An Indonesian prisoner meets his family at a prison in Langkat, North Sumatra province, in May 2019. The Indonesian government is releasing 30,000 prisoners to try and prevent Covid-19 taking hold in overcrowded jails. (Photo: Ivan Damanik/AFP)
Indonesian authorities are freeing thousands of inmates from prisons across the country in an effort to prevent the further spread of the novel coronavirus in jails.
Dozens of rights groups have backed the government’s move to free inmates from overcrowded prisons. However, they also called on the government to free prisoners of conscience, particularly those from Papua.
The law and human rights ministry announced it had decided to free 30,000 inmates — juveniles and adults — on April 1. At least 15,000 prisoners have since been released.
As of March 30, the number of prisoners in Indonesian jails stood at nearly 270,400, just over twice the capacity of 132,000.
"Only prisoners not linked to terrorism, narcotics, corruption, gross human rights crimes and organized transnational crimes are being released," Nugroho, director general of the correctional department, told reporters. "The risk of transmission is high because our jails are overcrowded."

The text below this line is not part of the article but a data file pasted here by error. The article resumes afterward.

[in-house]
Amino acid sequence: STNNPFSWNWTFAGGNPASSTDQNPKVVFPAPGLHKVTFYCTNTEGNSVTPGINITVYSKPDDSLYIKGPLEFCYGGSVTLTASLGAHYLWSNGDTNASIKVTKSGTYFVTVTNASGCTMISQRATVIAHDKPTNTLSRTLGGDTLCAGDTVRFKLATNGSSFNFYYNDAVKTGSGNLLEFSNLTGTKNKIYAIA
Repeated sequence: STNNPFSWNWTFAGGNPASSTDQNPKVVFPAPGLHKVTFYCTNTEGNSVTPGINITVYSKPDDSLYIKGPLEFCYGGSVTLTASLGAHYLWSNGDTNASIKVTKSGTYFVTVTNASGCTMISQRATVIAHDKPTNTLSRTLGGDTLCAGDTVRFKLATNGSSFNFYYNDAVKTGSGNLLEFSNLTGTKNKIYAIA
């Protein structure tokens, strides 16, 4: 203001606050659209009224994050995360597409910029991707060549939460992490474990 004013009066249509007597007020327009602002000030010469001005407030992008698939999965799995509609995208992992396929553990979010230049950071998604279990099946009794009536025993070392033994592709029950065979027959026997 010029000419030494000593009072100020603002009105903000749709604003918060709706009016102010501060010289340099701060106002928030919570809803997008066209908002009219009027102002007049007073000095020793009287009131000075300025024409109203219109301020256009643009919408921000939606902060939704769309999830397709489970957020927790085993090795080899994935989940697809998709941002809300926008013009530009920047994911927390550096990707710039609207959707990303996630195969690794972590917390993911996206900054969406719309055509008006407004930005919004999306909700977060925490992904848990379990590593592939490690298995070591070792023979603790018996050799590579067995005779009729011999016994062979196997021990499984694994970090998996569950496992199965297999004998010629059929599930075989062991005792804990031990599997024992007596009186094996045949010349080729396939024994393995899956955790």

He said the prisoners will be freed on conditional release, particularly inmates whose jail terms were to end between now and Dec. 31.
At least 30 rights groups, including Amnesty International Indonesia, the Franciscan Justice and Peace Commission, Asia Justice and Rights and the Southeast Asia Freedom of Expression Network, backed the move, as did Merauke Archdiocese in Papua.
“We welcome this but we also urge the government to be fair and indiscriminately apply the decision,” the groups said in a joint statement issued on April 2.
They said prisoners convicted of treason and those jailed for exercising their right to freedom of speech must be freed unconditionally. “The government must free Papuan inmates,” they added.
The groups said the risk of Covid-19 transmission in prisons was very high and the prisons themselves lacked hand sanitizers and masks. Prisoners remaining in jail must have access to healthcare and be tested for Covid-19.
“It is important that all decisions related to the handling of Covid-19 must follow international human rights regulations,” Usman Hamid, director of Amnesty International Indonesia, told UCA News.
Sacred Heart Father Ansel Amo, who heads Merauke Archdiocese's Justice and Peace Commission in Papua, also called on the Indonesian government to free Papuan prisoners, who are regarded as separatist rebels by the government.
“They have the same rights as other inmates,” Father Amo told UCA News. “If the government is committed to protecting its people from the coronavirus threat, Papuan political inmates should be freed.”